2. 2. Requirements The goal of a requirement analysis is to design a system for the user’s needs, wishes and capabilities. In Serenoa, requirements were gathered in the very first step and continuouslyAchievements lead following activities such as writing scenarios and conducting other usability engineering methods to specify and evaluate the system and its behavior. The first list of requirements is now being refined and updated and the evaluation of the latest requirements implementation is ongoing. Theoretical Models The theoretical models of Serenoa, CADS and CARF, aim at guiding developers and designers during the complete SDLC, i.e. by listing alternative possibilities to implement context- aware adaptation, and also by permitting the analysis and comparison of adaptive and adaptable applications. Both models have been progressing along the project development and new versions are presented and described in deliverable 2.1.2. The updated version of the CADS is illustrated by the figure on the left. Adaptation Engine The Serenoa Adaptation Engine is where abstract UIs and user and developer rules are processed together to produce concrete SFEs adapted to the context of use. The engine, built upon distributed engineering principles, calculates an optimal transformation between abstract and concrete levels and afterwards uses XQuery and XSLT to perform transformations and handles its results to the runtime for further adjustments or direct presentation to the end user. A block diagram of the engine is presented on the figure on the left. CARFO CARFO is the Context-Aware Reference Framework Ontology that is being developed within Serenoa. The CARFO Ontology is based in the theoretical models already proposed by the project, namely CARF (illustrated by the figure on the left) and CADS. Some of the different branches defined in the CARF model and dimensions defined in CADS would be partially integrated when modeling CARFO. But at the same time, it is reusing some of the relevant previous work gathering context information already done by some popular ontologies and vocabularies.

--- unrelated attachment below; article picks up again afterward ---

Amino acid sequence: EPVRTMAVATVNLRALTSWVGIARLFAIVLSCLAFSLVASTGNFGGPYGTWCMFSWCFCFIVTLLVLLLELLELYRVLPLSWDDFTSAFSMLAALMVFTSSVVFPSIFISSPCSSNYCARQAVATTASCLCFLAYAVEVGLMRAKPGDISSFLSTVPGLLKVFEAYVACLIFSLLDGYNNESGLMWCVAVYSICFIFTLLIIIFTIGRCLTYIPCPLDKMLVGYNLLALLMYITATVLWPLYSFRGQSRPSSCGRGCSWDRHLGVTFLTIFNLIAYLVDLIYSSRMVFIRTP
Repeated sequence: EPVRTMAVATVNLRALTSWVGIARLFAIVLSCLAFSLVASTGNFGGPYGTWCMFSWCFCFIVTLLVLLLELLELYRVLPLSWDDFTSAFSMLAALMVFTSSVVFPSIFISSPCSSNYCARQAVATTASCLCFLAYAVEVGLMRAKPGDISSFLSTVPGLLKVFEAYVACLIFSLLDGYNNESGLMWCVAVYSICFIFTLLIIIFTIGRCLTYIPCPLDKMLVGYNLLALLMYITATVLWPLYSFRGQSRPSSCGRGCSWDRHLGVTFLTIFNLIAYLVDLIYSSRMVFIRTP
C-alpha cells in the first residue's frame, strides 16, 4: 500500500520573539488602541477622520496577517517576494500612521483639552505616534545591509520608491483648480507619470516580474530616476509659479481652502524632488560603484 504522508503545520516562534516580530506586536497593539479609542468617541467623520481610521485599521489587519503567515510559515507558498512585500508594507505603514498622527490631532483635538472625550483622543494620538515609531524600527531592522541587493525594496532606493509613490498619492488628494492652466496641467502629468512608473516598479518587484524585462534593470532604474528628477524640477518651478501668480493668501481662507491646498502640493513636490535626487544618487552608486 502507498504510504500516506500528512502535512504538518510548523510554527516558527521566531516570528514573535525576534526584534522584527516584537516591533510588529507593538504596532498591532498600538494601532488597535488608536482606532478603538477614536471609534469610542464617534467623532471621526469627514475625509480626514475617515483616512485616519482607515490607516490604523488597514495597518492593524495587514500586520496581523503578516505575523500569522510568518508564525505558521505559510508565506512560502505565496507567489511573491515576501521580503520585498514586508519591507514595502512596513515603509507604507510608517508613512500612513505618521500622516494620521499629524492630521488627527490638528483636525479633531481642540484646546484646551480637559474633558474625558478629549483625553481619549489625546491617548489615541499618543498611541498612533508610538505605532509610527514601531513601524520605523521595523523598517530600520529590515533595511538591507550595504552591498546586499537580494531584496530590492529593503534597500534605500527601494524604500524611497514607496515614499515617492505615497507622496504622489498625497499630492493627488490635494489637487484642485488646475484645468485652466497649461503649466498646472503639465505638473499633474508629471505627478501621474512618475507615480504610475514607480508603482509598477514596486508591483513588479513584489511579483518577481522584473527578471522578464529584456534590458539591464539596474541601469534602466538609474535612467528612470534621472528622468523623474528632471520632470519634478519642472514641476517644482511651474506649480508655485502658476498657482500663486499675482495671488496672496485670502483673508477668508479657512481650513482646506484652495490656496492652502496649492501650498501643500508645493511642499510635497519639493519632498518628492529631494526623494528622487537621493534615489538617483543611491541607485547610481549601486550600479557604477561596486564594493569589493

3. 3. Demonstrator & Languages Demonstrator The M18 demonstrator is a scaled down prototype of the Serenoa framework in which we showcase the project concepts at large with the first versions of the key components rather than with distributable components, which is targeted for month 24. We do not intend to test the full functionality, but the soundness of the concept and the technology we are building. For that purpose, we have decided not to implement one of the scenarios proposed in the past documents in the project because it would be too complex and distract us from the main focus. The demo features a front-end described in abstract terms in the project’s own ASFE-DL language. This abstract description is adapted using context information (coming from the Context Manager) and rules coded in AAL-DL, and then rendered in two of the multiple possible runtimes. On the one hand, a mobile application (pictured) using IDEAL2 and SCXML as its Concrete UI (CUI) and different Web markup languages as its Final UI (FUI) description language has been developed. On the other hand, a speech browsing prototype has been built by using MARIA XML as its CUI and VoiceXML as its FUI. We expect to integrate some of the aspects of the demonstration with the desktop Authoring Tool to illustrate how aspects of the design will be changeable in near real time and to check their impact on the final UI. The demo has been developed using the ‘glassbox paradigm’ so the internal activity can be easily monitored for demonstrative purposes. We intend to deliver the demo on time for Serenoa’s M18 review around mid April, including a video version for external dissemination. Languages ASFE-DL The Advanced Service Front-End Description Language (ASFE-DL) is aimed at enabling the development and authoring of context-aware SFEs. The interfaces modelled through such language will be adapted to the context by exploiting the rules defined through the AAL-DL (described below). By leveraging on past experience of UI languages that members of our consortium have already authored or co-authored, we plan to build a more complete language, unifying concepts and adding new features that will allow ASFE- DL to meet the Serenoa requirements and to go beyond the state of the art in this field. In this first version of the ASFE-DL, we focused on the Abstract UI level (see figure on the right). The ASFE-DL is currently being submitted to a standardization plan to W3C. AAL-DL A first version of the Advanced Adaptation Logic Description Language (AAL-DL) has been already released in Serenoa. The AAL-DL is a high-level language intended to express advanced adaptation logic in a declarative manner. The basic idea is that the UIs modelled through ASFE-DL (described above) will be adapted to the context by exploiting the rules defined through the AAL-DL. Such rules have been expressed through an ECA-based (Event, Condition, Action) format where: events are changes that can occur in the context state or in the UI state; conditions are Boolean predicates referring to context state or UI state; actions are changes affecting the interactive application. Follow us